Using data collected from sensors or embedded devices on your fleet’s equipment, digital twins provide a visual representation of how the asset performs over time – essentially creating “digital models” for each vehicle/system component.
In a fast-paced and competitive automotive industry, fleet operators are constantly challenged with ensuring that their operations run efficiently and cost-effectively. However, maintenance costs account for up to 30% of operational lifecycle costs for many air, land, and sea fleets.
It is important to understand that a large fleet’s maintenance and repair costs can be considerable. For example, you can spend thousands of dollars on fuel for your fleet, but servicing these vehicles requires careful behind-the-scenes planning and operations to reduce long-term operational costs. The problem with traditional methods such as time-and-motion studies or visual inspections is that they give only part of the picture: what has been done vs. what needs doing next? What should we prioritize? And crucially, how much will it cost us if we don’t do these repairs now?
Modern digital technologies like AI (Artificial Intelligence) and ML (Machine Learning) are changing the fleet management landscape. These technologies can help identify and predict failures before they happen, optimizing service schedules and improving decision-making.
But why are AI and ML so important for fleet management?
First, AI and ML can help identify patterns and trends in data that would be difficult to see just by looking at raw data. By analyzing data from sensors on vehicles and equipment, weather, traffic, and other sources, AI can provide valuable insights on how best to operate a fleet.
Secondly, AI-powered decision-making can help reduce costs by predicting when maintenance is needed and allocating resources accordingly. A study by McKinsey states that predictive maintenance will reduce costs by 10-40%, downtime by 50%, and capital investment by 3-5%. For example, suppose a commercial vehicle needs a new part. In that case, an AI system may order it before the component fails – preventing an unscheduled outage that could cost the company thousands of dollars.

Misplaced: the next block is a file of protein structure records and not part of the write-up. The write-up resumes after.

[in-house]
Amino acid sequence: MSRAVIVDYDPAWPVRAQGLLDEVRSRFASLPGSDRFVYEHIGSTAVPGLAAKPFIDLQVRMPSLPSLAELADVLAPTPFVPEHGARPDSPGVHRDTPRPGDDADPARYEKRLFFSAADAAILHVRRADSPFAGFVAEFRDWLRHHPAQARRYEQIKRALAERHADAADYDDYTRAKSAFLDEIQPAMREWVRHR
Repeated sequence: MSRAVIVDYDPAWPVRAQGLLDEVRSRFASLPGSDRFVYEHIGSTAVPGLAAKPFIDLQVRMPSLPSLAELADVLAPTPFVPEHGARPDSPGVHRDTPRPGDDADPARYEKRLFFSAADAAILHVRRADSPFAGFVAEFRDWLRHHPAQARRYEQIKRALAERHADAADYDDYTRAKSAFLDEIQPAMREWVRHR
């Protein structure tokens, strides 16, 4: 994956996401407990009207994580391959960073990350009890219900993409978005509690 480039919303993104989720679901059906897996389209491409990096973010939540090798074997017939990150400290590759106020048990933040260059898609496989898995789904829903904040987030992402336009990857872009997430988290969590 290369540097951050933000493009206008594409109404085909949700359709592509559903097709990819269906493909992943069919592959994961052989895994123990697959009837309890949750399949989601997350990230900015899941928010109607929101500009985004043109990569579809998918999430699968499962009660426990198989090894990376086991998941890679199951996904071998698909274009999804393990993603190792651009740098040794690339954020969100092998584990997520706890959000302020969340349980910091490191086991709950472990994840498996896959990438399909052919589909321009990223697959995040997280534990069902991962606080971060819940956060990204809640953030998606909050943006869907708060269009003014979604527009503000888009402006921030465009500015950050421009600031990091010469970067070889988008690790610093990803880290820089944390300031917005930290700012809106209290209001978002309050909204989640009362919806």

Finally, automation through AI can help in simpler recruitment processes. The U.S Bureau of Labor Statistics report shows that the need for automotive and diesel technicians is expected to grow up to 5% by 2028. However, this presents a deeper problem with onboarding and training. This is where AI comes into the picture. AI systems can develop a “skill profile” for each technician by analyzing past failures and repairs. This would allow companies to identify technicians with the right skill set for a particular job opening – even if the company does not currently employ them.
How does digital twin technology fit into the picture?
Digital twin technology plays a critical role in fleet maintenance. Digital twins are virtual representations of physical assets that improve both processes and products and monitor performance in real-time. Using data collected from sensors or embedded devices on your fleet’s equipment, digital twins provide a visual representation of how the asset performs over time – essentially creating “digital models” for each vehicle/system component.
Recent Global Market Insights suggest that the digital twin market-worth exceeded USD 5 billion in 2020 and is expected to grow at over 35% CAGR between 2021 and 2027. What accounts for this kind of growth? Digital twin technology is gaining momentum thanks to rapidly evolving simulation and modeling capabilities, better interoperability, and IoT sensors.
By monitoring components in real-time, digital twins help you know exactly when a potential failure will happen before it happens – helping reduce downtime across your whole operation. And by using AI systems to predict future failures based on historical data patterns, companies can also optimize their daily operations schedule more effectively. This will reduce the number of unnecessary road trips and prioritize urgent repairs.
Modeling the digital future
Fleet managers should adopt these technologies in order to stay ahead of the curve. As fleets become more complex, so too does the data that they generate. The challenge for fleet managers lies in making sense of this data and turning it into actionable insights. This is where advanced technologies like AI, ML, and digital twins can help you shine – allowing you to focus on your core business while they take care of monitoring your vehicles. This strategy is a win-win for both the company and its drivers, as it reduces the risk of breakdowns and improves driver morale by giving them more information about their vehicle’s health.
Source: Business World